OpenVPN use case
Apologies if this is bit of a noob question.
I already use a VPN (ProtonVPN) on my desktop, laptop and phones. If I understand correctly, deploying a Cloudron OpenVPN instance will not offer much additional for device-->outside world.
But I also want to connect securely and easily between computers in different offices. Currently for this I use Splashtop (paid commercial service) which does the job, but doesn't handle wake on lan very well. (I'm attributing that to Splashtop but maybe it's a local issue.)
Will deploying a Cloudron OpenVPN allow me to connect between devices more easily (whether from countryA to countryB, or just from OfficeFloor3 to OfficeFloor1) ? And allow me to cease my Splashtop paid subscription.
Does OpenVPN support wake-on-lan type functionality ? Or that's a function of the device OS ?
BTW, all devices MAC and some Linux (ubuntu). No Windows.
My typical use cases for OpenVPN on Cloudron are:
- static IP (needed for restricted networks)
- VPN from inside public Wifi infrastructure
- Because of a German IP address, public German TV for my friends from Denmark
(And yes: Your use case for a VPN connection between two networks works too.)
To clarify my tests: I was able to "see" another VPN client from a remote location from my location through OpenVPN. If this is also true for complete networks, we have to ask around or try it by our own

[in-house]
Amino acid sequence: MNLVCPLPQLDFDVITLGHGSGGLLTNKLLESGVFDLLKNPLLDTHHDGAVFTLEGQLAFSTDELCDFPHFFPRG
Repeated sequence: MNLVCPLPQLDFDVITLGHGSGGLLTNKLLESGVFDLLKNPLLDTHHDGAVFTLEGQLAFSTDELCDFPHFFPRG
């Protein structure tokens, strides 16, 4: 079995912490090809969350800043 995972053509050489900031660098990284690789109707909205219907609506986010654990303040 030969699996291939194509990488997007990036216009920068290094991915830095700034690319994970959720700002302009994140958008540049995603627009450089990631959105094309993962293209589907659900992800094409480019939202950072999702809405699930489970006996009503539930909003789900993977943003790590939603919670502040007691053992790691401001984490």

@luckow Thank you.
Interesting point about getting a "cheap" way to get static IP.
I'll give it a bash and test it out - thanks for the confidence push that it's worth trying - time is precious.
The LAN usecase should work really well, yeah, but I would be surprised if you could make wake-on-lan work : for it to work there has to be a device physically on the same network to send a magic-packet for the ethernet card to interpret and trigger wake up.
There are some ways to do wake-on-lan relays stuff, I believe, but you would still have to have a computer awake on the network on which you want to wake another.
robi last edited by
Wake-on-LAN is a hardware feature enabled in BIOS.
The sleep state of the CPU has to be integrated with the network card which listens for the wake packets.
So while a particular software may not be able to send a WoL packet, one can set up something that port-knocks on something that does. (Highly unusual)
@mehdi Thank you. Shame about wake-on-lan being local network only. I guess I can set up a wake/sleep schedule eg 8am-8pm so there is at least there is a known window. Or I can arrange for one device to never sleep and connect to that to wake others. Some playing around needed.
@robi Thanks. Port-knocking sounds interesting to research. When time permits !